“I see vapors exhaling from unexplored countries, / I see the savage types, the bow and arrow, the poison’d splint, the fetich, and the obi. / I see African and Asiatic towns, / I see Algiers, Tirpoli, Derne, Mogadore, Timbuctoo, Monrovia, / I see the swarms of Pekin, Canton, Benares, Delhi, Calcutta, Tokio, / I see the Kruman in his hut, and the Dahoman and Ashanteeman in their huts, / I see the Turk smoking opium in Aleppo,"
Once again, his diction used to describe these people is belittling. Lacking any mention of dignity, civilization or diversity, he discloses that these “unexplored countries” use archaic weaponry and religious artifacts that have shamanistic connotations in an attempt to make them appear backwards and exotic. Furthermore, he insults well over half the world’s population by portraying all these “African and Asiatic towns” as representative of “savage types.” Quite simply, this is painting a large portion of the world to be barbaric hut-dwellers. As critic Dana Phillips says, “The sounds and the sights Whitman references are intended to type the nationalities and ethnicities he documents – that is, to stereotype them: to identify their ‘species’ and fix them in place, so that they might then be deployed as the relatively stable terms of an implicit comparison." Keeping these racial stereotypes in mind while considering the orientalism Whitman uses to isolate America and elevate it, his desire for egalitarian treatment of all peoples is severely undermined.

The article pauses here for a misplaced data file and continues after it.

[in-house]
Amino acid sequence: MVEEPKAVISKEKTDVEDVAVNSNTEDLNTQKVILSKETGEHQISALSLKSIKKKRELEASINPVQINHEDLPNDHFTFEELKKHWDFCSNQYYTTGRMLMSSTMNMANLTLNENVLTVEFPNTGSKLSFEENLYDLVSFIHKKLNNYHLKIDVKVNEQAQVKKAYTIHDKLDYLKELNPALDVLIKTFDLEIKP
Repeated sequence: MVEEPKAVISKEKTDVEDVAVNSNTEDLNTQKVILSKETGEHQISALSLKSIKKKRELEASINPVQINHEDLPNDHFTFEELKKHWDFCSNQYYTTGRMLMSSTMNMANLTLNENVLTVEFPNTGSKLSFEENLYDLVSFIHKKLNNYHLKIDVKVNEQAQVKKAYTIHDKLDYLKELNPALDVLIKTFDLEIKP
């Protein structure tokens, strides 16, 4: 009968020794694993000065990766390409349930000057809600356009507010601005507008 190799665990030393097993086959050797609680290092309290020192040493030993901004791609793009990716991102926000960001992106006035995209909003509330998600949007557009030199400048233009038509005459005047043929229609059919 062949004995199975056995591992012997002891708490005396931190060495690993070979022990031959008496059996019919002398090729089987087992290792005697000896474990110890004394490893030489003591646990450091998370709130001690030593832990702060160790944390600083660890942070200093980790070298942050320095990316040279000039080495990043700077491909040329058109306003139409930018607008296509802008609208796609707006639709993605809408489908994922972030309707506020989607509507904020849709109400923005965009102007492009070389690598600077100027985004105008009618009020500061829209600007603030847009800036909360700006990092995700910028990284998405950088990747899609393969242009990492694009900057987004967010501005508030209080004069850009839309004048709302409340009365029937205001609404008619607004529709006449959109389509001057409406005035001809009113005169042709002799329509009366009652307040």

Despite this, Whitman often enjoys a lofty reputation as a great celebrator of equality and racial diversity with little or no reservations about these passages in “Salut au Monde!” that strongly point otherwise. Some point to the line, “You dim-descended, black, divine-soul’d African, large, fine-headed, nobly-form’d, superbly destin’d, on equal terms with me!” as evidence of Whitman’s favorable treatment to African heritage.
While this is indeed a powerful line in support of their position, quotes from section 12 in “Salut au Monde!” present a completely contradictory view:
“You Hottentot with clicking palate! You woolly-hair’d hordes! / You own’d persons dropping sweat-drops or blood-drops! / You human forms with the fathomless ever-impressive countenances of brutes!”
The paradoxes in his stance on respecting diversity and promoting egalitarianism are perhaps more closely wound together in this series of lines than anywhere else in this poem. While the second line beginning with “own’d persons” is in sad recognition of slavery and the pain it causes, the two lines surrounding it are arguably the most racist remarks in his works!
Labeling an entire ethnic group as a “horde” could hardly be considered anything other than racism. He goes on to strongly imply that they aren’t even human; he calls them “human forms,” as if their physical resemblance to humans is only coincidental and needs clarification. Continuing several lines later, he says, “You Austral negro, naked, red, sooty, with protrusive lip, groveling, seeking your food!” Once again, Whitman lassoes an entire hemisphere, this time the southern, and applies a degrading label of red, naked sootiness.
The majority of casual and critical readers of his works have long accepted the sincerity of his bold claims for believing in equality. These readers aren't necessarily wrong, as Whitman was indeed a product of his times and indeed a better spokesperson for equality than all his contemporaries (possibly excluding Mark Twain). It is just unfortunate that “Salut au Monde!” shows many counterproductive stereotypes and mindsets of the peoples and cultures Whitman claims to believe are “on equal terms" with himself.
Literature in English II at Kent State University, Stark Branch. Spring semester 2004.
Phillips, Dana. "Nineteenth-Century Racial Thought and Whitman's 'Democratic Ethnology of the Future.'" Nineteenth-Century Literature Vol. 49, No. 3, December 1994, p. 289-320.
Said, Edward. Orientalism. New York: Vintage, 1979.
Whitman, Walt. Selected Poems. Mineola, NY: Dover Publications, 1991. All quotes are from "Salut au Monde!" unless otherwise noted.